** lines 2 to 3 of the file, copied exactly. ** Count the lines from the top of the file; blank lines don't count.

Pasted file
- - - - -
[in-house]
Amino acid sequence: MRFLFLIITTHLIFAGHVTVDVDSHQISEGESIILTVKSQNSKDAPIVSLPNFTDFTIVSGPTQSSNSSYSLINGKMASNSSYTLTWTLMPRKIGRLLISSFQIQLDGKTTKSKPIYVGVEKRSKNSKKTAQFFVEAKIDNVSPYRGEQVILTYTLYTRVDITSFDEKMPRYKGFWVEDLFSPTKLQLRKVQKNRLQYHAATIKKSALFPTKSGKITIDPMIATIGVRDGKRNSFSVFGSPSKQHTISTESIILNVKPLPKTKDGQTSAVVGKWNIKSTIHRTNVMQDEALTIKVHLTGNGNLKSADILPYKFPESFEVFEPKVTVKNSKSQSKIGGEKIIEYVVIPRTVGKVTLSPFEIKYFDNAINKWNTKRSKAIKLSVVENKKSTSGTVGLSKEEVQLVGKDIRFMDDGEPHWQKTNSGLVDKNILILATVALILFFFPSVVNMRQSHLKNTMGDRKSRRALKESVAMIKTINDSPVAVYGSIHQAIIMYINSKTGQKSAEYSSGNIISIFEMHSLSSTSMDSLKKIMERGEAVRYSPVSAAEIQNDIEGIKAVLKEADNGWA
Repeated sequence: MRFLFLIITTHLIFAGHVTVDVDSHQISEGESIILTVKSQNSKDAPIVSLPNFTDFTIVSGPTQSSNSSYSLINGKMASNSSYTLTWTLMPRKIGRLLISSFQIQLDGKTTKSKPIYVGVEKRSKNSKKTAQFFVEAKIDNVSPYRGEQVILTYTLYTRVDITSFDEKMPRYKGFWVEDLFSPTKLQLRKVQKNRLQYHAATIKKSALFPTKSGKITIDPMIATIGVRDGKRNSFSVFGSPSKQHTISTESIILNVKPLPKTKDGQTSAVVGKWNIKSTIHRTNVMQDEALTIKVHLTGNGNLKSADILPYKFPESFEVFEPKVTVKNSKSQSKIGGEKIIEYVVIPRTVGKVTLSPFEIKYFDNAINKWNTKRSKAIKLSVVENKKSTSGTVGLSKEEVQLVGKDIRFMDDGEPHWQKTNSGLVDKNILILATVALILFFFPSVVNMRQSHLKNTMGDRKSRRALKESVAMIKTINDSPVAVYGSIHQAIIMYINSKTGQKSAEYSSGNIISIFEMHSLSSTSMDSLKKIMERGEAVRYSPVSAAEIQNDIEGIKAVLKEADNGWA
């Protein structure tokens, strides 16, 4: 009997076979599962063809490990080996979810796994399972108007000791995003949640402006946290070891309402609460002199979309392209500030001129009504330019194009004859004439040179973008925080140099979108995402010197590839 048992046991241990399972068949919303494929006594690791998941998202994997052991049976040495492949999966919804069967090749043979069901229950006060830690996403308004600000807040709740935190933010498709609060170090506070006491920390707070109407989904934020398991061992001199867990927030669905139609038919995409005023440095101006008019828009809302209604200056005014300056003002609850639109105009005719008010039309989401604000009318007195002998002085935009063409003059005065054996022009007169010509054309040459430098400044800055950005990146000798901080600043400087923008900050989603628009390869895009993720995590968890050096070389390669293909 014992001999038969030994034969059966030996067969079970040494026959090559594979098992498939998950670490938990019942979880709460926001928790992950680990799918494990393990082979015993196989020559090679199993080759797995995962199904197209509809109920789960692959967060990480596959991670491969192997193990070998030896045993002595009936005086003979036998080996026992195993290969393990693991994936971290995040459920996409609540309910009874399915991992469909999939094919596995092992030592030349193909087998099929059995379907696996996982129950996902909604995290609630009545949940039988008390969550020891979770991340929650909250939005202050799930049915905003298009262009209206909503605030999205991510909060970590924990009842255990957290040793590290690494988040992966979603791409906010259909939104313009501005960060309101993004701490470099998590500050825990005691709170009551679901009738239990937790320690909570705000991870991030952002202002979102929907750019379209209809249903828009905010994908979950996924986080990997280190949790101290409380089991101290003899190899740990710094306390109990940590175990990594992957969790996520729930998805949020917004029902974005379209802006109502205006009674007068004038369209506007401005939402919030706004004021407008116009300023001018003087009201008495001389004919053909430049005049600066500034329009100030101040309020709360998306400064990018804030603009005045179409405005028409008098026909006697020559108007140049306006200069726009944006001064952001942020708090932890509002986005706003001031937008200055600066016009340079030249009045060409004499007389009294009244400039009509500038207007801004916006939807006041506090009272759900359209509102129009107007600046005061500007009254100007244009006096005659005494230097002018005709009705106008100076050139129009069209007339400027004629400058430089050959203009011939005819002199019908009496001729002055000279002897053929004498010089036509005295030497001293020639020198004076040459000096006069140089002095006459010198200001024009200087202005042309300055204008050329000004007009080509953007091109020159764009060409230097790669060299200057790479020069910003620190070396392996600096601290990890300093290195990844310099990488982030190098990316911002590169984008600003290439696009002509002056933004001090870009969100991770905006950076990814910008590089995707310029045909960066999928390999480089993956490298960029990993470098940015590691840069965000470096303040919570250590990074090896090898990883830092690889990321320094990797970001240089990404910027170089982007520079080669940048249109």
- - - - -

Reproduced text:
Amino acid sequence: MRFLFLIITTHLIFAGHVTVDVDSHQISEGESIILTVKSQNSKDAPIVSLPNFTDFTIVSGPTQSSNSSYSLINGKMASNSSYTLTWTLMPRKIGRLLISSFQIQLDGKTTKSKPIYVGVEKRSKNSKKTAQFFVEAKIDNVSPYRGEQVILTYTLYTRVDITSFDEKMPRYKGFWVEDLFSPTKLQLRKVQKNRLQYHAATIKKSALFPTKSGKITIDPMIATIGVRDGKRNSFSVFGSPSKQHTISTESIILNVKPLPKTKDGQTSAVVGKWNIKSTIHRTNVMQDEALTIKVHLTGNGNLKSADILPYKFPESFEVFEPKVTVKNSKSQSKIGGEKIIEYVVIPRTVGKVTLSPFEIKYFDNAINKWNTKRSKAIKLSVVENKKSTSGTVGLSKEEVQLVGKDIRFMDDGEPHWQKTNSGLVDKNILILATVALILFFFPSVVNMRQSHLKNTMGDRKSRRALKESVAMIKTINDSPVAVYGSIHQAIIMYINSKTGQKSAEYSSGNIISIFEMHSLSSTSMDSLKKIMERGEAVRYSPVSAAEIQNDIEGIKAVLKEADNGWA
Repeated sequence: MRFLFLIITTHLIFAGHVTVDVDSHQISEGESIILTVKSQNSKDAPIVSLPNFTDFTIVSGPTQSSNSSYSLINGKMASNSSYTLTWTLMPRKIGRLLISSFQIQLDGKTTKSKPIYVGVEKRSKNSKKTAQFFVEAKIDNVSPYRGEQVILTYTLYTRVDITSFDEKMPRYKGFWVEDLFSPTKLQLRKVQKNRLQYHAATIKKSALFPTKSGKITIDPMIATIGVRDGKRNSFSVFGSPSKQHTISTESIILNVKPLPKTKDGQTSAVVGKWNIKSTIHRTNVMQDEALTIKVHLTGNGNLKSADILPYKFPESFEVFEPKVTVKNSKSQSKIGGEKIIEYVVIPRTVGKVTLSPFEIKYFDNAINKWNTKRSKAIKLSVVENKKSTSGTVGLSKEEVQLVGKDIRFMDDGEPHWQKTNSGLVDKNILILATVALILFFFPSVVNMRQSHLKNTMGDRKSRRALKESVAMIKTINDSPVAVYGSIHQAIIMYINSKTGQKSAEYSSGNIISIFEMHSLSSTSMDSLKKIMERGEAVRYSPVSAAEIQNDIEGIKAVLKEADNGWA